Earlier this week, I reported that scientists discovered how some cancers apparently switched off their sweet tooth to burn fat cells instead. Following this discovery, scientists at the Salk Institute found a drug that targets this fat-loving pathway in cancers.
Two of the better-known fat-loving cancer types are prostate cancer and acute myeloid leukemia. Unlike other cancers that prefer sugar over fat, the fat-loving cancers have a penchant for fat as their main source of fuel. Thus, in these cancers, conventional therapies that aim to starve the glucose pathway are ineffective.
In studying cancer’s appetite for fat, Salk Institute researchers found that when the demand is high, cancer cells actually speed up their own fat production. The feedback mechanism is akin to a self-perpetuating supply and demand chain – as the cancer feeds on more fat, it stimulates the cells to make more fat molecules.
"Cancer cells rewire their metabolism to support their rapid division,” noted Reuben Shaw, who heads the Salk team. Knowledge of this feedback pathway naturally pave the way to exploring potential targets that could block fat synthesis, and thereby starve out the cancer cells.
To find possible targets, the Salk team collaborated with Nimbus Therapeutics, a Boston-based biotech that specializes in discovering small molecule drugs. Together, they investigated a molecule known as ND-646, which is an acetyl-CoA Carboxylase (ACC) inhibitor. ACC is an enzyme that’s vital to fat production, and inhibiting this pathway should shut down fat-loving cancer cells.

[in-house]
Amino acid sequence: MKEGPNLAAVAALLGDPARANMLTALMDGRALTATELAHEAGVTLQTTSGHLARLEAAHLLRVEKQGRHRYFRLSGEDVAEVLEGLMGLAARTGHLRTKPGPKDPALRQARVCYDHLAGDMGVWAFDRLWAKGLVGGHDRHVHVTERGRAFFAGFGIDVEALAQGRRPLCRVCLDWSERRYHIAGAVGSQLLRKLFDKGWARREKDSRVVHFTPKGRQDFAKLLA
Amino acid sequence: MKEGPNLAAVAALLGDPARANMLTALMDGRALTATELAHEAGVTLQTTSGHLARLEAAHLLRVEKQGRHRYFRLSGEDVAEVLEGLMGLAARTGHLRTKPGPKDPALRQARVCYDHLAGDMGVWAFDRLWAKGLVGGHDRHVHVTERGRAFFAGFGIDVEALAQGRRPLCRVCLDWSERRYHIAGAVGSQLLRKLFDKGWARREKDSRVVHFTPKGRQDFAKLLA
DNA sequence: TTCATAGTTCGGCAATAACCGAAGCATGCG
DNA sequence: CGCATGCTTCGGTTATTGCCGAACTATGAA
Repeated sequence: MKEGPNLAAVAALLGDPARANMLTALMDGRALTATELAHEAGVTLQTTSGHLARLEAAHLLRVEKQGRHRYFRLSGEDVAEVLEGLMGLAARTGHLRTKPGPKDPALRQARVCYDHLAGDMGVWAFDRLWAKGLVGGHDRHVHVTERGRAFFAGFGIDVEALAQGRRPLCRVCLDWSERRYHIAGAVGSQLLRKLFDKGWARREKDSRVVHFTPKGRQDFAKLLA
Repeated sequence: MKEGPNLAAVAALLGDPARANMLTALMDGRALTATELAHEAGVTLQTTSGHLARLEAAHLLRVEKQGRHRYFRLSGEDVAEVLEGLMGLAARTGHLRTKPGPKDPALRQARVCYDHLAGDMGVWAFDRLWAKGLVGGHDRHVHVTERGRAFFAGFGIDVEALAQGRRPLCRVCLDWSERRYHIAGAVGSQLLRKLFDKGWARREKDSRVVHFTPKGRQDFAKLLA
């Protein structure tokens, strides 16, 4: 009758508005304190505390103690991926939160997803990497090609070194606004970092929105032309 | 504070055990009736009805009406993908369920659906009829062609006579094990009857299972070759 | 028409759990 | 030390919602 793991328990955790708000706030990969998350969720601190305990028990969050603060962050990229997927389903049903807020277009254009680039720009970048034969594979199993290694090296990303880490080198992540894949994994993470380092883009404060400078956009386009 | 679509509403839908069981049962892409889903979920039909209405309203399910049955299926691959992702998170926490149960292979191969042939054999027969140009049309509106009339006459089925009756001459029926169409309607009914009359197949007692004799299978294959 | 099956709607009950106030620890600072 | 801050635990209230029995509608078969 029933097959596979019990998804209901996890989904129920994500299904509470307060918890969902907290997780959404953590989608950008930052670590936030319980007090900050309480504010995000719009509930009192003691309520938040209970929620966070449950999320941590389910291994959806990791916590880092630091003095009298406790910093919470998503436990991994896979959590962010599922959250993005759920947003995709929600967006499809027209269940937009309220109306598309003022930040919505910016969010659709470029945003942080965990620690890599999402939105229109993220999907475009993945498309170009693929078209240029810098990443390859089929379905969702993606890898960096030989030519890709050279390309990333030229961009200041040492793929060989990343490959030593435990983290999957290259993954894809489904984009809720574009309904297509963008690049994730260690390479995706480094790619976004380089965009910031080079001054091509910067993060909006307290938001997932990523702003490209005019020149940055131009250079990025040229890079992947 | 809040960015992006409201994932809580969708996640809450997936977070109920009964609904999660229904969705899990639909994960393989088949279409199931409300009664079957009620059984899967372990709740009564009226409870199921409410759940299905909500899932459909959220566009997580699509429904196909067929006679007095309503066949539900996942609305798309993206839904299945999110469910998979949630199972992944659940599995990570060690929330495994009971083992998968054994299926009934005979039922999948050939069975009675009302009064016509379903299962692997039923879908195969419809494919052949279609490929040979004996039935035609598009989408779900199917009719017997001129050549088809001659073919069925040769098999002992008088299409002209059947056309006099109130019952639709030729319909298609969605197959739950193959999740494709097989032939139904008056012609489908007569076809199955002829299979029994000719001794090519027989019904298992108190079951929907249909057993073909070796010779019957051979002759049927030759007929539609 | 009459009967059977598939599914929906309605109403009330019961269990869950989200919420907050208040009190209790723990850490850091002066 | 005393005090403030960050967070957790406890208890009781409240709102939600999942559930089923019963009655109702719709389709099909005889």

Indeed, experiments in large-scale animal models showed remarkable results – the tumor shrank by nearly two-thirds as compared to the untreated tumors. Furthermore, choking the cancer’s fat supply seemed to work synergistically alongside a common anticancer drug, carboplatin. The combination of the ACC inhibitor and carboplatin suppressed 87 percent of cancer as compared to the 50 percent reduction from carboplatin alone.
"We found surprisingly well-tolerated dosing with some of these novel ACC inhibitors that have broad bioavailability and should not be far away from what would be needed to initiate clinical trials," said Robert Svensson, a Salk research associate and the study’s first author.
"This is the first time anyone has shown that this enzyme, ACC, is required for the growth of tumors and this represents compelling data validating the concept of being able to target fat synthesis as a novel anticancer approach," said Shaw. "The implications are that we have a very promising drug for clinical trials for subtypes of lung cancer as well as liver and other types of cancer. This represents a new weapon in the arsenal to fight cancer."
Additional source: Salk Institute